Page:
My son died.
It hits you everyday. Some days, harder. As hard as it can get.
The thoughts come in at random times. There’s no defined pattern. It could be when you are having breakfast, during an office meeting, watching TV, taking a shower, in the middle of a party…
It has hit me while shopping groceries. It has hit me on a coffee break with a bunch of colleagues at work. It has hit me while working on a complicated excel sheet with way too many vlookups enough to screw up the numbers. It has hit me at the ruins of Angkor Wat on our holiday to Cambodia. Woman, you should be focusing on the ruins of the largest religious monument in the world, built centuries ago, and listening to the tour guide about the amazing Khmer architecture. You paid a good amount of money for all these! Nop, if it’s Angkor Wat for 2 seconds, next is Ayden for 10. That’s how child loss works. In mysterious ways.
Then there are special occasions – your birthday, your spouse/partner’s birthday, wedding anniversary, your siblings’ weddings… Everything has your child attached to it.
When you see a kid who could be of your child’s age, you tell yourself – hold up now, you can let it out once you are home, in private. Even more, when you hold a kid who could be your child’s age… I’ll leave it at that. When I held a kid maybe 5 months older to Ayden, my head was spinning. Not figuratively; literally. This was a kid whom I had met 2 times and refused to attempt to hold him for the fear of hurting myself. As much as I wanted to experience that holding-a-baby-close-to-heart, I told myself to refrain. The 3rd time I met this kid, in the elevator to the parking lot, without any attempt from my side, he voluntarily jumped to me. Man, he got me this time. The feeling of holding, the warmth… That’s when the head spinning happened. After we sat in the car, I held him tighter.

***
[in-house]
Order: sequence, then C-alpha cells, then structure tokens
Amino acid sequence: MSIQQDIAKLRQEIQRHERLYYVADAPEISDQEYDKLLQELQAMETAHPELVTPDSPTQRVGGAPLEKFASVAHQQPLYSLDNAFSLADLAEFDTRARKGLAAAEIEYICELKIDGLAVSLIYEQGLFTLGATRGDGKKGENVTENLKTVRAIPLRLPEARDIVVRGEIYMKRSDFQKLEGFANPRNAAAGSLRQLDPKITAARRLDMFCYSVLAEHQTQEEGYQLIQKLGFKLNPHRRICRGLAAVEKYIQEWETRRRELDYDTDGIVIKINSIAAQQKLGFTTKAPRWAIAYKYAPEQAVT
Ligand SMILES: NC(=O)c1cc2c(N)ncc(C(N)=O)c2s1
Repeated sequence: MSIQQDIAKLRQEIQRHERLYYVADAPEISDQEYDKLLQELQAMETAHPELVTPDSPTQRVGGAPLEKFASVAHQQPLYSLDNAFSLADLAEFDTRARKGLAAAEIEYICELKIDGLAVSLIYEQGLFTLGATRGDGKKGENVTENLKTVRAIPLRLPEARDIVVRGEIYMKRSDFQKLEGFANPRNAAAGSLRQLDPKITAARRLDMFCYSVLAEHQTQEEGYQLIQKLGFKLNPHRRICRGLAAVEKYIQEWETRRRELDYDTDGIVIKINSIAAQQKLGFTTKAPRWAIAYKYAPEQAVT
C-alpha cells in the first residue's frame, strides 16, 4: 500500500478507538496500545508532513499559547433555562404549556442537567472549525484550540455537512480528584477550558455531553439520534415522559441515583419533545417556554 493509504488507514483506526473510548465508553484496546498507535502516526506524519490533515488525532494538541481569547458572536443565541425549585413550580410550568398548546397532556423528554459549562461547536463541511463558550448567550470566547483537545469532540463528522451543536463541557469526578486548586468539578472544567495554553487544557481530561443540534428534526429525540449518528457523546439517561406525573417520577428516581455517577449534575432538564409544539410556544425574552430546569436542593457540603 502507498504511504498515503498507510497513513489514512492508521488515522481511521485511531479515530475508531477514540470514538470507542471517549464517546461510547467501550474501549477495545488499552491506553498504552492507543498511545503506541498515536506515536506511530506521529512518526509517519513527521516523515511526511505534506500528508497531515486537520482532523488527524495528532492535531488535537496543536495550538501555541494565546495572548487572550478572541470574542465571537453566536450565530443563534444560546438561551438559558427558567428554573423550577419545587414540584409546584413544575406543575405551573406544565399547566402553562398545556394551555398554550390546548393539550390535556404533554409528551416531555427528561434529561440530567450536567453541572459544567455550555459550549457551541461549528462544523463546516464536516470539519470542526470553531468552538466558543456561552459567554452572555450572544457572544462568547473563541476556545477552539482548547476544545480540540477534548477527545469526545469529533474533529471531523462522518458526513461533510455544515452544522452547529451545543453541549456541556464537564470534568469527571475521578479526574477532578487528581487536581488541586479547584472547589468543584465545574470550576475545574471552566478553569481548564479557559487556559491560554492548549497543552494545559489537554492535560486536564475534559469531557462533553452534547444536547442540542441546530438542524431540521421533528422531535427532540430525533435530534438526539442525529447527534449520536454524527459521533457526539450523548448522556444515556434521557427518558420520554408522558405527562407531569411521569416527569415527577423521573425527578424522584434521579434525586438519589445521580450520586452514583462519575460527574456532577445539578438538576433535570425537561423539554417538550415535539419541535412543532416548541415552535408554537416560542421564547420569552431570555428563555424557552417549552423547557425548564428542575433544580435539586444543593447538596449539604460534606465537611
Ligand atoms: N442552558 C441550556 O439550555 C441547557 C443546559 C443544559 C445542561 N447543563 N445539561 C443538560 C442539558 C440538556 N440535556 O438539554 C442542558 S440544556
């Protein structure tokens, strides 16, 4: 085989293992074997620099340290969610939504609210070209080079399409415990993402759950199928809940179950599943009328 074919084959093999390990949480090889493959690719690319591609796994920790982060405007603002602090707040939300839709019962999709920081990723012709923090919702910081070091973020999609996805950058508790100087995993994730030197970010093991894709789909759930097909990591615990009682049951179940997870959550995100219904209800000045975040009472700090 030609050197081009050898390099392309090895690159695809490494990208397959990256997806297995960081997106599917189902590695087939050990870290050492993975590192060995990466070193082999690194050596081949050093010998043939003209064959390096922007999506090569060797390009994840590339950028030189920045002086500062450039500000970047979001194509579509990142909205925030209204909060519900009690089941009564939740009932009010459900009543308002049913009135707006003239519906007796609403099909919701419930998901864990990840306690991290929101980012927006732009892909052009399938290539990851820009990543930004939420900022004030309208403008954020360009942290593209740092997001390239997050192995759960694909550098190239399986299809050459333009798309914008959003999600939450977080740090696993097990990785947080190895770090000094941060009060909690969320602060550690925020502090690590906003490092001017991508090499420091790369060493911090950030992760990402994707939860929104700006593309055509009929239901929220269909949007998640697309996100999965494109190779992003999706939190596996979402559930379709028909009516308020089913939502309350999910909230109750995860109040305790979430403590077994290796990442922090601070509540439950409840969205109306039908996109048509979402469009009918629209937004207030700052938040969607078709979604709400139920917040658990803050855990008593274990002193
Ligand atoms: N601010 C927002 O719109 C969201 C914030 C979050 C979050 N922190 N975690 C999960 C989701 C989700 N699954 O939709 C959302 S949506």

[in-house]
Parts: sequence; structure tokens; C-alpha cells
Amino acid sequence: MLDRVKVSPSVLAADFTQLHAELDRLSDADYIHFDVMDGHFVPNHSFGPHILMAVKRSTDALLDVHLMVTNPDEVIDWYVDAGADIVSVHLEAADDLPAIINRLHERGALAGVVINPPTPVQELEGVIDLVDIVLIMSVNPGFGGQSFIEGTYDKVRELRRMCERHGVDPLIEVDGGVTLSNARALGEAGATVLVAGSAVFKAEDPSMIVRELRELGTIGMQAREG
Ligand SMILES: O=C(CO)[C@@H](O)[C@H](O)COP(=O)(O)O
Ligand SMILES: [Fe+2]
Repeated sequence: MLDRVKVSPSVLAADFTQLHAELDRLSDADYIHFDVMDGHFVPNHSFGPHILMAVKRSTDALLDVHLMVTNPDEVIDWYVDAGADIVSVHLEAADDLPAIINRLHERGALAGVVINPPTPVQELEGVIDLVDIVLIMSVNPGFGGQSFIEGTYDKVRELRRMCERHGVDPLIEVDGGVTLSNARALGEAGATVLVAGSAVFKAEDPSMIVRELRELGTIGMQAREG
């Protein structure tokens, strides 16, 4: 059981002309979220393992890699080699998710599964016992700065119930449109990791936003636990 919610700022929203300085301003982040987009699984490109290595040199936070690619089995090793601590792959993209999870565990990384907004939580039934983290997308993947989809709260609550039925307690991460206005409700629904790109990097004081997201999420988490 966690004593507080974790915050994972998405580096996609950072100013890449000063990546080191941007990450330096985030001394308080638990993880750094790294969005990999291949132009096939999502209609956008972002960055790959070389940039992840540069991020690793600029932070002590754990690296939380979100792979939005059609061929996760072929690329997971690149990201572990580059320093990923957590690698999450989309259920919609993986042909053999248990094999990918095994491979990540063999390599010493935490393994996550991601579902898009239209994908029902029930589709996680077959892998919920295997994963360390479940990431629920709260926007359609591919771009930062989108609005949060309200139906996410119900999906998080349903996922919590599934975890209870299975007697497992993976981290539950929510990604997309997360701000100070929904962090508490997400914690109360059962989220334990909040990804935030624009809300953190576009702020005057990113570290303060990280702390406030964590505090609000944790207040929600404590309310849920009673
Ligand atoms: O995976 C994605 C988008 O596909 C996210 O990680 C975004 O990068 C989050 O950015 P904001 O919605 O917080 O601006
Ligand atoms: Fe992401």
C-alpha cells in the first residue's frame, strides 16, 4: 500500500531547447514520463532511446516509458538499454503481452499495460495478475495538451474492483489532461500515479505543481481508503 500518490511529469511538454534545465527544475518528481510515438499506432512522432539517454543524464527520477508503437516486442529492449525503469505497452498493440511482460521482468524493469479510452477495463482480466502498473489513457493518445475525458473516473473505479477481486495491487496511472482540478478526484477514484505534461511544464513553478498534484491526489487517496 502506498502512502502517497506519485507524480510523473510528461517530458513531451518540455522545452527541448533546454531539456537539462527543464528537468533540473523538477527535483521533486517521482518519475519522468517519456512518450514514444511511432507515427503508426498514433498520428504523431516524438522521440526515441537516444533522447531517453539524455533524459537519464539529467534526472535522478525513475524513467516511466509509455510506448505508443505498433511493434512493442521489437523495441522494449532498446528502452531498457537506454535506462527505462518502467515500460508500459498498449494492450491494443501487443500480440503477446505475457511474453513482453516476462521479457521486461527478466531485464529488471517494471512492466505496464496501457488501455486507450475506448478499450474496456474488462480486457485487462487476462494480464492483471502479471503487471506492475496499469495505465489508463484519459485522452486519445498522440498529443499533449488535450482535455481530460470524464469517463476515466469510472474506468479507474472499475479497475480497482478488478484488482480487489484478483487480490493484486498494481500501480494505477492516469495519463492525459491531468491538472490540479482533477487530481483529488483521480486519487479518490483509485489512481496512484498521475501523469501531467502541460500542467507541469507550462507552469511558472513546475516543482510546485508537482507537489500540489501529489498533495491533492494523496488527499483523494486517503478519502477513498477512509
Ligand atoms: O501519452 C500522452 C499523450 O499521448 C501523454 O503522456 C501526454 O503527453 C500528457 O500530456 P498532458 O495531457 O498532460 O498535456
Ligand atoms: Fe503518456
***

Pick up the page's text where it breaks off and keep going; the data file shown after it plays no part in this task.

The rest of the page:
At the airport when you see parents with infants getting priority to board, you keep thinking that you could have been one of them – not because you want to board first, but to be included in that category of parents.
When you overhear your colleagues talking about their kids – their school annual day, home remedies for cold, etc – you contemplate between putting on the headphones or still sneakily wanting to listen to that conversation to get an idea of how life could have been for you.
It hits you when you get the package from the stem cell bank congratulating you for protecting your kid for life.
It’s almost business as usual when you get emails from those parenting websites that you had signed up for, during pregnancy. The pregnancy weekly updates have moved on to be ‘your baby at 8 weeks old’ kind of updates. But then there are days when they remind you on the things to keep in mind when your baby starts crawling, or when they start solids.
Then there are also days like these when you randomly wake up at 3:30 am & wonder what just happened – not to the sleep, but to your child.
I’ll say it again – it’s not just your child that you lose. You lose the fairytales, the broken tooth, the picky eater, the first day of school, the teenage tantrums, you lose a lifetime!
And, those moments when it hits you harder, you lose much more than all these!